Find out how much you can save using MagnifyMoney’s debt consolidation calculator.

Pitfalls to avoid when taking out a personal loan

Getting stuck with a high APR loan

Personal loan APRs can be upwards of 36%, which makes it quite expensive to borrow money. For example, the $10,000 loan used in the example above would cost you $6,489 in interest over the course of 36 months if you borrowed it at 36% APR.

The solution: Shop around for your best possible APR before committing to a loan. If you’re only getting personal loan offers with high APRs, consider working on improving your credit score before applying again.

Choosing a personal loan over a better alternative

Personal loans can be the best option in a number of financial situations. However, it’s best to weigh your alternatives before taking out a personal loan. For example, it might not be smart to take out a personal loan for business expenses if you can qualify for a traditional business loan with better terms.

The solution: Depending on the reason why you’re taking out a personal loan, you could consider a different type of loan or financial strategy.

5 common personal loan purposes and their alternatives
Auto financingTraditional auto loans. They tend to come with lower APRs, although they may have more strings attached.
Business expensesSmall business loans. It can be difficult to qualify for traditional business loans or SBA loans, but it can pay off in the form of much lower APRs and other protections.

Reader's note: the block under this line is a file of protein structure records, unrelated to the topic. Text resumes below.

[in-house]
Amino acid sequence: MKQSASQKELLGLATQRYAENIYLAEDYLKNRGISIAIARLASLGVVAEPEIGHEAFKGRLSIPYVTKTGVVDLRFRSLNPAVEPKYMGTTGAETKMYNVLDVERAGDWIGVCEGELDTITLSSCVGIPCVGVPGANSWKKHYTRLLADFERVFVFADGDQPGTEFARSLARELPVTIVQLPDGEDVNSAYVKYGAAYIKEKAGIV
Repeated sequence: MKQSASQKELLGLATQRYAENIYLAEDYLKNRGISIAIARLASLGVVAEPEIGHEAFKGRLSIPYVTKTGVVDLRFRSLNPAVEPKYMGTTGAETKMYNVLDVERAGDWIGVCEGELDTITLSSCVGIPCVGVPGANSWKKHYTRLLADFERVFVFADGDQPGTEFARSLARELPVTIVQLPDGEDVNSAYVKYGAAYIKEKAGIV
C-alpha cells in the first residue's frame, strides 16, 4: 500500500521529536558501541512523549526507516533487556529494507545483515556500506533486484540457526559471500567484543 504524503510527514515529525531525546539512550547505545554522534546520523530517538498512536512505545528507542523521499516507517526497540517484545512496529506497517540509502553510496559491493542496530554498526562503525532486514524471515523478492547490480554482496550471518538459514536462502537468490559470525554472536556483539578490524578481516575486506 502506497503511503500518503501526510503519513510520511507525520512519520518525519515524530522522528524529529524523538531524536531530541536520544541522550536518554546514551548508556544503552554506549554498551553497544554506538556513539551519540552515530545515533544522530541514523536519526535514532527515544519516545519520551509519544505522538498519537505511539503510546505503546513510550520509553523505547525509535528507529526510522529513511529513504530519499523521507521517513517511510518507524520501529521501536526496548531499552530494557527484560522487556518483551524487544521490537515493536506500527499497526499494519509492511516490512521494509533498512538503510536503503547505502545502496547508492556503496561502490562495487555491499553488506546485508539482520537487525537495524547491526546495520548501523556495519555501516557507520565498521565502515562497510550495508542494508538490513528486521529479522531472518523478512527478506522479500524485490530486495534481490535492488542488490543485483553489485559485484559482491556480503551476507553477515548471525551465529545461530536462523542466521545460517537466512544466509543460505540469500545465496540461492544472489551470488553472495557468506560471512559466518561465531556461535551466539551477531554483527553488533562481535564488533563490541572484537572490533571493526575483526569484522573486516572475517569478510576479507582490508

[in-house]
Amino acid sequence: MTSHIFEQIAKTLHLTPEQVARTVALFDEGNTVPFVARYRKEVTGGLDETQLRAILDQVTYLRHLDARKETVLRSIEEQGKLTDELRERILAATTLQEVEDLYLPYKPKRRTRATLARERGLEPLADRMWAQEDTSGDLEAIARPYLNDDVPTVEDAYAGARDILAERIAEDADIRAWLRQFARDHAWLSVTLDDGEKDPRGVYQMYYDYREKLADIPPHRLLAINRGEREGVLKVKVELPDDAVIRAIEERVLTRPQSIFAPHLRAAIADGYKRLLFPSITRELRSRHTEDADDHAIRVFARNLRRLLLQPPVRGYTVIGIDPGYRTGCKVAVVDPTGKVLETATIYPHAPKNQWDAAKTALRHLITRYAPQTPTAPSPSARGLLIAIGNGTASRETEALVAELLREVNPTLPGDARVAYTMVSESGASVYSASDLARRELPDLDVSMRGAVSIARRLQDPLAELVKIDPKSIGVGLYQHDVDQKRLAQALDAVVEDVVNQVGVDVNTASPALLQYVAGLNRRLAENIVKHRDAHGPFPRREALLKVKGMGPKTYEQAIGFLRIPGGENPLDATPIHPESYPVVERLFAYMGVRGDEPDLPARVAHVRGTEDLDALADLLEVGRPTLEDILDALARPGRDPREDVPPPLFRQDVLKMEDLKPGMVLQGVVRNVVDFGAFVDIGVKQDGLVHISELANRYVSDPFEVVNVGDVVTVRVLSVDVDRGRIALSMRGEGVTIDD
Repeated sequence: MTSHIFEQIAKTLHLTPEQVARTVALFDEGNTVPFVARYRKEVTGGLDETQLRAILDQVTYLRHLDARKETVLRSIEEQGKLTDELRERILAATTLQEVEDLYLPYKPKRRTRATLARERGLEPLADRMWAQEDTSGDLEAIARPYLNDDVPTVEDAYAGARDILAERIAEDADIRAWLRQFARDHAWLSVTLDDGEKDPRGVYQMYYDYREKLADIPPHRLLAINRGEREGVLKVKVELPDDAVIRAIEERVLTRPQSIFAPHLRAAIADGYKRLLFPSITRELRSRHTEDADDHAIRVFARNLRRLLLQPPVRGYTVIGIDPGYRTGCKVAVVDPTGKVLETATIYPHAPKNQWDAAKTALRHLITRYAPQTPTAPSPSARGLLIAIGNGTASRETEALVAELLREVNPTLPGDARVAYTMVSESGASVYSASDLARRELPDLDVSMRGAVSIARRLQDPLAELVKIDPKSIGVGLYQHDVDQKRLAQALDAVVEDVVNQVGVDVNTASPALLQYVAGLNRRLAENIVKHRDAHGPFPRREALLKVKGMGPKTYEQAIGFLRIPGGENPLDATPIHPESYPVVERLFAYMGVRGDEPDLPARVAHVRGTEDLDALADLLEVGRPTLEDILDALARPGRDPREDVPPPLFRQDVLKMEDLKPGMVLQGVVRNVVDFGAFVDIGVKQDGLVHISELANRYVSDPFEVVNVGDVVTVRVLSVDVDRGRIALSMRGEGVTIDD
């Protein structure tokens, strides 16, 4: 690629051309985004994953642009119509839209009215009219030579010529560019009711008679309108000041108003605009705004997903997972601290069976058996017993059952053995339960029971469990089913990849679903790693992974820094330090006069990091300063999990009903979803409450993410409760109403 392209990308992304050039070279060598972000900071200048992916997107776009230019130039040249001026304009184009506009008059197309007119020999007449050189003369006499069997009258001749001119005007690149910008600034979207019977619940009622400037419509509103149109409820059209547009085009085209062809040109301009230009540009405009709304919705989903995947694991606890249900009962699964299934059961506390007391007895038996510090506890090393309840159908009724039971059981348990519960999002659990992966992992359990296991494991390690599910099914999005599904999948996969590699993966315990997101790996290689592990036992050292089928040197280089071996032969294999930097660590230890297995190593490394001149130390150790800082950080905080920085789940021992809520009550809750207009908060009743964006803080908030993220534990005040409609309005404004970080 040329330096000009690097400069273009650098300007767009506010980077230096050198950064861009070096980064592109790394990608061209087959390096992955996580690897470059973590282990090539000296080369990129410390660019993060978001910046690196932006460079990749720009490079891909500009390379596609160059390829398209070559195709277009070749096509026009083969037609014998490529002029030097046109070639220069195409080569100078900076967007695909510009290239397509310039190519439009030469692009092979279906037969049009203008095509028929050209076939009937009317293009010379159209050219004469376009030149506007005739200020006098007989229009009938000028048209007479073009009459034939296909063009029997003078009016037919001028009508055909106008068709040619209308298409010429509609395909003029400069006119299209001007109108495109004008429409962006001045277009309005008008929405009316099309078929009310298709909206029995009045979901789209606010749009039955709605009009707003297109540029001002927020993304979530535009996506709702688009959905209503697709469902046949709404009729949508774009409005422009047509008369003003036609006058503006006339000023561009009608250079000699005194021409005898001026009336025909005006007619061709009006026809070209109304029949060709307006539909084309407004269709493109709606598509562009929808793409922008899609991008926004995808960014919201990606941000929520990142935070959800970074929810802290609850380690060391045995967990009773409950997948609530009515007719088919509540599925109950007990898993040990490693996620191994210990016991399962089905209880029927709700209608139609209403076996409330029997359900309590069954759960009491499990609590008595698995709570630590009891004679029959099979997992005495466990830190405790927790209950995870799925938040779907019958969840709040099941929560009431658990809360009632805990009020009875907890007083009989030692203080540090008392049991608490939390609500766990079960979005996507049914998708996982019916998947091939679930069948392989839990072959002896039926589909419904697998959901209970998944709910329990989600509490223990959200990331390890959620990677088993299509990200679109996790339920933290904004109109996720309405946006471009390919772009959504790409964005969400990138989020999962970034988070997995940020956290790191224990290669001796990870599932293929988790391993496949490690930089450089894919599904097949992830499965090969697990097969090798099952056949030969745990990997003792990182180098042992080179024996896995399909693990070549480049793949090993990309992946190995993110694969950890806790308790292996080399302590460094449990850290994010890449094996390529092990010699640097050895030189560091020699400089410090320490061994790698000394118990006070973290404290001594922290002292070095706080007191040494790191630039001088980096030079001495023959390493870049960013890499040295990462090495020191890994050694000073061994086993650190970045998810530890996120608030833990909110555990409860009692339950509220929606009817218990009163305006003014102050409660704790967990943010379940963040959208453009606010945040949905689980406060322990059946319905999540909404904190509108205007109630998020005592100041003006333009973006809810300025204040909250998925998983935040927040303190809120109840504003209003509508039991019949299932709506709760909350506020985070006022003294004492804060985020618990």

Credit card refinancingBalance-transfer card. Some borrowers may qualify for a balance-transfer credit card with an introductory 0% APR period. Watch out for balance-transfer fees.
Medical billsNegotiation. You may be able to get your hospital bill reduced or enroll in an interest-free payment plan through the hospital’s billing department.
Wedding expensesBudgeting. Weddings are even more expensive if you’re paying interest on money you borrowed. Save for your big day well in advance so you can pay in cash.

Paying high fees and penalties

Personal loan fees can add up and increase the cost of borrowing money. For example, loan origination fees can range from 1% to 6% of the total cost of the loan, which makes it more expensive to take out a personal loan.

Some lenders also charge a prepayment penalty, which is imposed if the borrower repays the loan before the term expires.

The solution: Not all personal loans carry fees and penalties. Seek out lenders that offer no-fee personal loans.

Borrowing more than you can repay

Living above your means can cost you in the long run. If you don’t repay your personal loan, you risk ruining your finances. The consequences of defaulting on a loan are serious:

  • You may be charged a late fee.
  • Your credit score may take a hit.
  • The lender can take you to court.
  • Your wages may be garnished.
  • You risk losing any assets you used as collateral.

Don’t get in over your head with a personal loan you can’t repay. Before you borrow, it’s important to analyze your finances to see if a personal loan is a good fit for you.

The solution: Use a personal loan repayment calculator to estimate your monthly payment based on the amount you want to borrow and the approximate APR. See if the payment fits into your monthly budget before you take out a loan.